Friday February 5th – Saturday February 6th
Friday was the first day of the RECOVER all hands meeting. The team was able to reflect on the first year of RECOVER and how much we have learned.
In the evening, the team headed to Ulele restaurant and brewery to eat some good food, taste some fantastic local beer, and learn a little bit about the brewing process.
Saturday was the final day for meetings before everyone left for home excited for the next year of research!
Thursday February 4th
The RECOVER team was at the premiere of Dispatches from the Gulf narrated by Matt Damon. The documentary produced by the team behind the Planet Earth series showcases different researchers and scientists invested in understanding the outcomes of the DWH Oil Spill. It highlights RECOVER work with mahi-mahi at the University of Miami and includes interviews with Martin Grosell, John Stieglitz, and Ed Mager. Look for updates on our site and social media for public screenings near you!
Wednesday February 3rd
Oral Session 07: The Physiological Resiliency of Marine Fish and Invertebrates following Oil Exposure
Recovery is a key metric that needs to be assessed when investigating the long-term ecological impact of an oil spill event. The physiological responses and adaptations of species that inhabit an ecosystem are the primary drivers that facilitate recovery. Fish and invertebrate species comprise a crucial component of the Gulf of Mexico ecosystem as commercially, recreationally, and ecologically important species. Recent publications have highlighted the sensitivity of these species to oil-derived polycyclic aromatic hydrocarbon (PAH) toxicity. In particular, effects on swim performance, development, and sensitivity to UV-radiation have been highlighted. The goal of this session is to communicate advances in science examining physiological responses of marine fish and invertebrates to oil or other natural stressors that may impact their ability to respond to oil. Abstracts submitted to the session should focus on one or more of the following: physiological responses to oil in fish and invertebrates, physiological responses to “natural” stressors that have implications for oil toxicity to fish and invertebrates, advances in technology/techniques that improve scientists’ ability to detect or assess these responses, and/or the ability of these species to physiologically recover from oil toxicity.
Aaron Robers, UNT
Dane Crossley, UNT
Martin Grosell, UMRSMAS
Martin Grosell – Sublethal and often Subtle Impacts of Oil Exposure on Aquatic Animals Can Inform Us of Modes of Action and Long Term Effects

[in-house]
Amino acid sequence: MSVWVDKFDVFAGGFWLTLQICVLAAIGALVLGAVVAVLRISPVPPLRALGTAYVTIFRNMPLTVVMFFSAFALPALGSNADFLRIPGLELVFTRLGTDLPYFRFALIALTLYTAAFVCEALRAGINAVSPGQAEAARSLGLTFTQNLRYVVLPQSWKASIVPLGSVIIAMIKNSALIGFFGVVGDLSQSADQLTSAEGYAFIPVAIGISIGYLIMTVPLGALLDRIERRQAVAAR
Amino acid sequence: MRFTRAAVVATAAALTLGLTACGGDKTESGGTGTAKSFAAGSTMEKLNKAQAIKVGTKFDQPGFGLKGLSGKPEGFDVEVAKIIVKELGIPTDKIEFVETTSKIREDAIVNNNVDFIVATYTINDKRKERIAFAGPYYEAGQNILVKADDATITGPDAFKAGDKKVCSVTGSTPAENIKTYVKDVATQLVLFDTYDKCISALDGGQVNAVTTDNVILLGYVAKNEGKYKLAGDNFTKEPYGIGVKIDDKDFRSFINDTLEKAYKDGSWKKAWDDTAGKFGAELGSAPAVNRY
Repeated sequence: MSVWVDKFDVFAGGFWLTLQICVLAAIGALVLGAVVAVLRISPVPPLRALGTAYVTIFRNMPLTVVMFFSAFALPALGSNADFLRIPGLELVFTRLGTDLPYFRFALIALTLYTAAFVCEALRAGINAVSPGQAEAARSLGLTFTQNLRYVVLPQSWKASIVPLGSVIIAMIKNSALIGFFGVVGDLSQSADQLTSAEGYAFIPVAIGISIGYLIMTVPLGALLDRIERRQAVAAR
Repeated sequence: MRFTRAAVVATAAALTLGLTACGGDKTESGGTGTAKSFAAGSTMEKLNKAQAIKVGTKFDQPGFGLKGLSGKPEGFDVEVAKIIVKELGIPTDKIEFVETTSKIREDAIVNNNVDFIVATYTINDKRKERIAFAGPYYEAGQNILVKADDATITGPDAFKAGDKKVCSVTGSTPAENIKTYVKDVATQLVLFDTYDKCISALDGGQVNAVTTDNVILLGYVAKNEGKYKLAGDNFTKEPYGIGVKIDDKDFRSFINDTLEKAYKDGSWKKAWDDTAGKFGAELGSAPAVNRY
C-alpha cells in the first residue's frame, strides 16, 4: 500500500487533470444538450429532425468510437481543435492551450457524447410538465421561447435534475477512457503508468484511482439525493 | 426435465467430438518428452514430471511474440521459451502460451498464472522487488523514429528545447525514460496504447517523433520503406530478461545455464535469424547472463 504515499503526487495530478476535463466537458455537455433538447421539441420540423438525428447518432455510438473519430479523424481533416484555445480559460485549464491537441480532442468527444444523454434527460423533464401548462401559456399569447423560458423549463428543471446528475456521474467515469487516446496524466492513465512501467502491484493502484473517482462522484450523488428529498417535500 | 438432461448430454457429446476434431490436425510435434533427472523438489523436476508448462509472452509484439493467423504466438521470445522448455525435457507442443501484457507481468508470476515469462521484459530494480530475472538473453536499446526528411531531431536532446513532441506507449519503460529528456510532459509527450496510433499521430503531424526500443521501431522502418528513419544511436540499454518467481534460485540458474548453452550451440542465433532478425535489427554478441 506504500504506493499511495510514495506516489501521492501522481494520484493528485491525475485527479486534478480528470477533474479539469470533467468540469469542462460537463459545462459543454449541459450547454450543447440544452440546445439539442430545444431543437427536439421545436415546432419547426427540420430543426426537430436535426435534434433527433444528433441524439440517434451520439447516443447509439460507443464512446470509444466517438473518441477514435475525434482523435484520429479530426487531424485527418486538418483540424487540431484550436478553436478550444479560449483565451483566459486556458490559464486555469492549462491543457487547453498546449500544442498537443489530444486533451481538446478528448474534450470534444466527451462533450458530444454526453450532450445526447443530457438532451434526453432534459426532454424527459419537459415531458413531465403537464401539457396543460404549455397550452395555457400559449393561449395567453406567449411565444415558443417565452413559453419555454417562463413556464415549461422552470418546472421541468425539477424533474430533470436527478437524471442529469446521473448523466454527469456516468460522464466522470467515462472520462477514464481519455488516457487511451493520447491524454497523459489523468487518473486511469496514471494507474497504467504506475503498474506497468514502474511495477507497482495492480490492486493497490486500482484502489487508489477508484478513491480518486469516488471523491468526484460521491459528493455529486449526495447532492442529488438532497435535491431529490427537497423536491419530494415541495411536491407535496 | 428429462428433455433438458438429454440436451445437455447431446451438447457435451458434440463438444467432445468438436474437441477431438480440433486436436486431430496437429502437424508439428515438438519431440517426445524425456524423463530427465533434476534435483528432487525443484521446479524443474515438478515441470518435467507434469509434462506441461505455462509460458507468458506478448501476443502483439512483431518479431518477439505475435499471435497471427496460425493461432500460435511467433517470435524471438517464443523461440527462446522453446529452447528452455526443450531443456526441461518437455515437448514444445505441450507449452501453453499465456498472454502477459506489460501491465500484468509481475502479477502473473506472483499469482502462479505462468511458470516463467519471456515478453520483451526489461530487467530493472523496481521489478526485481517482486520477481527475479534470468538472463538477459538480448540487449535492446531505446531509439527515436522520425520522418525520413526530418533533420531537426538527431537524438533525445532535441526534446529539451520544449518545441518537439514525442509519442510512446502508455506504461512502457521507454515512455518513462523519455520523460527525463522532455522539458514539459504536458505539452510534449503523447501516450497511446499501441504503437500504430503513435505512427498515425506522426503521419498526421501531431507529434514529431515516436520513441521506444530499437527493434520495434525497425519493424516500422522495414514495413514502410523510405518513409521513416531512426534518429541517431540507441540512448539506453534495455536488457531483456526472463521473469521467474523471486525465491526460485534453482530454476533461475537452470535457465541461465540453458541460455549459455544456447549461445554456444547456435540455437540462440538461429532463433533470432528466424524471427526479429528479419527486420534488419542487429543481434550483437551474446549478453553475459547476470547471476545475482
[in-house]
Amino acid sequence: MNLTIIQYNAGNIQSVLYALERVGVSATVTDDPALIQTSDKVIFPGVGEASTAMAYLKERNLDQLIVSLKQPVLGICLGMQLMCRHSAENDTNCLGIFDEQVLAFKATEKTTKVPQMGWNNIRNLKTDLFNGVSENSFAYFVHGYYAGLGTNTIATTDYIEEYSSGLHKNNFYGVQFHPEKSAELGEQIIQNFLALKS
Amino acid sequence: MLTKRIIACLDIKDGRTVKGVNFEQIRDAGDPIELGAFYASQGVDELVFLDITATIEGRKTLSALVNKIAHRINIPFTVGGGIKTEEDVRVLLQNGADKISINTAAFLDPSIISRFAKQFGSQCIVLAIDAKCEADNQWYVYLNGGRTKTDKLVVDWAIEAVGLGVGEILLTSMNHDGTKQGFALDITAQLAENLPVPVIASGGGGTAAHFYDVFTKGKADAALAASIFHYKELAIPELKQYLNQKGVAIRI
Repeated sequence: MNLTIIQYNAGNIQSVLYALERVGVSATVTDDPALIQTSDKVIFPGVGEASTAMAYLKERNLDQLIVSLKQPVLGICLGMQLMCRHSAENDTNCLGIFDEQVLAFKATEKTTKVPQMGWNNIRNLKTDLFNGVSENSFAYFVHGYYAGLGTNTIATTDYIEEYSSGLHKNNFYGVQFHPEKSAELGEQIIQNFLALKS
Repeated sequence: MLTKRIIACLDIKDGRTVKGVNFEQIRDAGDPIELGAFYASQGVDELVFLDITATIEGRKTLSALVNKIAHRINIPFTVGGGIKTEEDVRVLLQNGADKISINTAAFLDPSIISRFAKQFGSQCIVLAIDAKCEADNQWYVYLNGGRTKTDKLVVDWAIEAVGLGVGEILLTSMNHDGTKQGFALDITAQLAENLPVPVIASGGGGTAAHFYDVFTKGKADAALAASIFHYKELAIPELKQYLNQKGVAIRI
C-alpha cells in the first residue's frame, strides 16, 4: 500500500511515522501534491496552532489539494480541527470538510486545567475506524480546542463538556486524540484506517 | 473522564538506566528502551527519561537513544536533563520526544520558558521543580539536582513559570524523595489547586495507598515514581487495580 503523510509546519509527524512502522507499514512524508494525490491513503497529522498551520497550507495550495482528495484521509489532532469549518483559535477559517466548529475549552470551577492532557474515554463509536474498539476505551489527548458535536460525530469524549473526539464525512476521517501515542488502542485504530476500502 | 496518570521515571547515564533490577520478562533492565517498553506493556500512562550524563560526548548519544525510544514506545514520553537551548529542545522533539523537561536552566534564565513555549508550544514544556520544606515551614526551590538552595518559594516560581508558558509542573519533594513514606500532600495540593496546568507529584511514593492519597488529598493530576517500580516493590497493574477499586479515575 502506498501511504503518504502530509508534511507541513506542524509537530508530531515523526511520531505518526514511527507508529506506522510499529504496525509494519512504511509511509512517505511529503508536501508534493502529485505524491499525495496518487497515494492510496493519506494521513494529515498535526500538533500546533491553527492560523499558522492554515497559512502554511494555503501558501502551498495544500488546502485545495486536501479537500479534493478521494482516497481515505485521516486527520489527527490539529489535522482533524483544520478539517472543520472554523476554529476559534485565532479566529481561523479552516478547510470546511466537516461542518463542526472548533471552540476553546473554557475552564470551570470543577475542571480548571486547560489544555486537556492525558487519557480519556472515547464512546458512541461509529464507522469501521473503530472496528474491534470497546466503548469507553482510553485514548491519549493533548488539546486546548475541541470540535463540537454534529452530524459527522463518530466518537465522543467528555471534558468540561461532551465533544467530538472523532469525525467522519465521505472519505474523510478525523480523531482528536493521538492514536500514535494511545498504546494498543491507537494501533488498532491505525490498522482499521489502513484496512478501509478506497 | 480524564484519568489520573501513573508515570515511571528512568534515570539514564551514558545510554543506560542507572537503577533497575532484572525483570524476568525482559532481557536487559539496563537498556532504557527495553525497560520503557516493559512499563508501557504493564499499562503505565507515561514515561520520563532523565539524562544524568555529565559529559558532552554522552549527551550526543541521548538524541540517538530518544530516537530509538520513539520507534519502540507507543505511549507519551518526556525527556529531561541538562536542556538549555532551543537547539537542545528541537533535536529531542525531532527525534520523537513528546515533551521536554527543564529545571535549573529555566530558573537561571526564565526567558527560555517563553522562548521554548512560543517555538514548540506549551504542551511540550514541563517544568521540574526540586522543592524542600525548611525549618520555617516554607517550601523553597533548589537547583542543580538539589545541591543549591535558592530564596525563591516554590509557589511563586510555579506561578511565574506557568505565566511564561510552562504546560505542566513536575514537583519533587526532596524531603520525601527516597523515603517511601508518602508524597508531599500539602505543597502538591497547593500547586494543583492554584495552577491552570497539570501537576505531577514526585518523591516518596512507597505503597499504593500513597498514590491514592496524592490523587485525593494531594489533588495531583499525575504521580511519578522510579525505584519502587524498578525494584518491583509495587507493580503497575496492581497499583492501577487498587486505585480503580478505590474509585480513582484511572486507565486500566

Andrew Esbaugh – Eco-Physiological Implication of Early Life Cardiotoxicity in a Coastal Fish Species, Sciaenops ocellatus
Lauren Sweet – Exposure to Ultraviolet Radiation Increases the Toxicity of Oil to Mahi mahi (Coryphaena hippurus) Embryos
Edward Mager – Effects of Deepwater Horizon Crude Oil Exposure on the Intestinal Transport Physiology of the Gulf Toadfish (Opsanus beta)
Genbo Xu – Genome-wide Transcriptional Responses to Deepwater Horizon Oil in Mahi-Mahi (Coryhaena hippurus) Embryos
Warren Burggren – Epigenetic Transgenerational Inheritance and Its Implications for Organismal Resilience to Oil Spills
Benjamin Dubansky, UNT – Oil Vapors from Deepwater Horizon Oil and Altered Development of Avian Embryos
General Poster Session II
Maria Rojas, UNT – Exposure to PAHs during Early Stages of Development of the Chicken (Gallus gallus) Affects Cardiovascular Structure
Tuesday February 2nd
Tuesday is poster day with nine members of RECOVER presenting at the Tampa Convention Center between 5:30 and 7:30PM. Come by and see what we have been working on!
Graciel Diamante, UCR – Effects of 2- and 6- hydroxylated Chrysene on the Development of Danio rerio Embryos
Jason Magnuson, UNT – Mollecular Characterization of Antioxidant Response in Mahi Mahi (Coryphaena hippurus) Embryos Co-exposed to Oil and Ultraviolet Radiation
Christina Pasparakis, UM – Combined Effects of Deepwater Horizon Crude Oil Exposure, Temperature and Developmental Stage on Oxygen Consumption of Embryonic and Larval Mahi Mahi
Lela Schlenker, UM – Foraging Behavior and Predator Prey Interactions of Mahi Mahi (Coryphaena hippurus) Exposed to Crude Oil from the Deep Water Horizon Event
Amanda Reynolds, UNT – OXPHOS Capacity in Mahi Mahi (Coryphaena hippurus) and Sheepshead Minnows (Cyprinodon variegatus variegatus) after Crude Oil Exposure
Derek Nelson, UNT – Hemodynamics throughout Recovery from Polycyclic Aromatic Hydrocarbon Exposure in Juvenile Mahi Mahi (Coryphaena hippurus)
Jacob Johansen, UTMSI – Immediate and Prolonged Changes to Swim Performance of Red Drum (Sciaenops ocellatus) following Acute Exposure to Naturally Weathered Crude Oil
Alexis Khursigara, UTMSI – Early Life Sensitivity of Red Drum, Sciaenops ocellatus, to Source and Naturally Weathered Oil
Prescilla Perrichon, UNT – Deepwater Horizon Oil Spill in Early Life Stages Impairs Cardiac Development of Three Gulf of Meixco Fishes (Gulf Killfish, Redfish and Mahi-mahi)
Monday February 1st
Outreach Coordinator, Dan DiNicola will be a panelist at the Use of Outreach Tools and Technology in Extension, Outreach, and Education (EOE) Programing discussing the development and use of video on websites. This panel will be part of the Sharing Oil Spill Science with Non-Scientists: Effectively Communicating Complex Research Results through Outreach and Education Programs.
Click here to learn more about the 2016 Oil Spill and Ecosystem Science Conference